The Mix is the Match

California ISO Headquarters Folsom, CA

When a company manages as much power as the California Independent System Operator (ISO) Corp. does, its headquarters naturally should convey a reliable yet energetic presence.

The California ISO manages the electricity that flows across 80% of the state’s high-voltage grid. About 600 people work at the company’s headquarters, and the building hosts numerous public groups year-round. With three separate building elements, the 277,000-sq-ft complex includes one wing for public functions, one for administrative offices, and a restricted wing for essential services such as power dispatches and real-time operation of the high-voltage electrical grid.

Using a variety of exterior metallic elements, architect Kristopher Barkley of Dreyfuss & Blackford Architects achieved the kind of machine-like appearance that connotes the technology bent of the organization while offering a wide variety of views and perspectives to users of the building. For that, the building—completed in January 2011—won a 2012 honorable mention Chairman’s Award from MCA. 

As a complement to the prefabricated concrete that acts as the building’s bulwark, the outer materials include

  • 20-gauge Centria profiled metal wall panels in Gray Velvet
  • 20-gauge Centria wall panels in Silversmith
  • GKD (Omega 1510) stainless steel mesh
  • 4-mm ALUCOBOND® PE core panels in Sunrise Silver Metallic. 

“I use metal quite a bit,” Barkley said. “I really like the finishes that are possible with it. I like to mix materials a lot, and I think metal really goes well with a lot of things. You’ve got something that feels lighter with the metal, and then you’ve got the heavy kind of stability that’s expressed with the concrete.”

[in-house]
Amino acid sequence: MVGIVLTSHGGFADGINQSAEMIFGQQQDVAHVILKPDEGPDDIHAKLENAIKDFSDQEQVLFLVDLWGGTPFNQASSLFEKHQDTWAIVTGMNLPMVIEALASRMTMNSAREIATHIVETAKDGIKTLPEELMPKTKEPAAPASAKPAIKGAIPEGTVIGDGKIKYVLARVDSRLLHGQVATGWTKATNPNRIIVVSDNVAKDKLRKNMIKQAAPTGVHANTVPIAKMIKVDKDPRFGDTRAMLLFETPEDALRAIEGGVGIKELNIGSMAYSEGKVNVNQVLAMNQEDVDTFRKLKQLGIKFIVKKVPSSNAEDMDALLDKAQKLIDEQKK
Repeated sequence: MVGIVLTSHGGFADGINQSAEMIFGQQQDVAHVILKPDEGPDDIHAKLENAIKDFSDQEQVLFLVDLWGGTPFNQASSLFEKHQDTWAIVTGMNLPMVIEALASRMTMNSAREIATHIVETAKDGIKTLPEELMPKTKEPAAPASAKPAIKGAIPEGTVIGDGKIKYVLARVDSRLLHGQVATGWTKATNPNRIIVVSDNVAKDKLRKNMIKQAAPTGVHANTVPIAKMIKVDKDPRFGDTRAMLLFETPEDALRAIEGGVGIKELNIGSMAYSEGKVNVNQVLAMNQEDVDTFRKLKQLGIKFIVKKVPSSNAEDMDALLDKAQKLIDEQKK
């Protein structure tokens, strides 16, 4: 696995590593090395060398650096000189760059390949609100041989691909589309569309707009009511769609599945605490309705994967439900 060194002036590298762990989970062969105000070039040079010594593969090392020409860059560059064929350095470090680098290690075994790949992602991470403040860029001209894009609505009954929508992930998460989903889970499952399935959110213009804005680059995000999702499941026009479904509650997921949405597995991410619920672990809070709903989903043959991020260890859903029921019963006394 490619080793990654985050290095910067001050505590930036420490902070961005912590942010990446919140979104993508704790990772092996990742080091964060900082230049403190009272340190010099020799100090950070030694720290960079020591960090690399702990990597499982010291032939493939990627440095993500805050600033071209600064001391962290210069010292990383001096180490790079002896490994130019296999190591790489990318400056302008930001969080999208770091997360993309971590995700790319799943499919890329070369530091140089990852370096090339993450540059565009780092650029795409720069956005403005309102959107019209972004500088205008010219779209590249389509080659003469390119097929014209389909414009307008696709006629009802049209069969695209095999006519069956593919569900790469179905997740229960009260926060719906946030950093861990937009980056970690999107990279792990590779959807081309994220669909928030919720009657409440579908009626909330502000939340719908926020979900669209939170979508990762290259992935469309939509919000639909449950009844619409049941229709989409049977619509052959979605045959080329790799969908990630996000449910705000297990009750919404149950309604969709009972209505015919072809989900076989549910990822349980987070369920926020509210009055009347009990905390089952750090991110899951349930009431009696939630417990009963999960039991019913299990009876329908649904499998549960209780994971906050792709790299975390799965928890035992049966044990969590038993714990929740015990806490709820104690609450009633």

The panels not only offer a blend of textures, but also provide a kind of thermal break between the building’s interior and an exterior that often reaches more than 100 degrees in the summer. The insulation offered by the Centria wall panels helped the building achieve LEED Platinum certification. 

“There can be a pretty major differential in temperatures,” Barkley said of Folsom’s typical weather. “Anywhere you can create a thermal break between the exterior and interior of the building—it keeps heat transfer from happening.” 

A great deal of glass lines the building, particularly on its north and south facades. That kind of window space and sunlight exposure called for a variety of shading techniques, two of which Barkley used metal to achieve.

On the south side, horizontal sunshades reduce the amount of direct sunlight flowing into the building, but also allow for excellent views out. On the western front of the building, the GKD stainless mesh provides a screen against the most piercing sunrays that the building is exposed to. 

“We really, really wanted to have a lot of glass that necessarily needed to face in a western direction, where the worst solar gain would happen,” Barkley noted. “Using that product, we were able to get a lot of light in the space, and even views through it, but it screens much of the sunlight coming into the space.” 

Dreyfuss & Blackford Architects,
Sacramento, CA 

Clark Design Build of California

277,000 sq ft 

$118 million

Pacific Erectors, Inc. 

Centria, Moon Township, PA
3A Composites USA, Inc. (ALUCOBOND®), Benton, KY

GKD-USA, Inc., Cambridge, MD


January 2011

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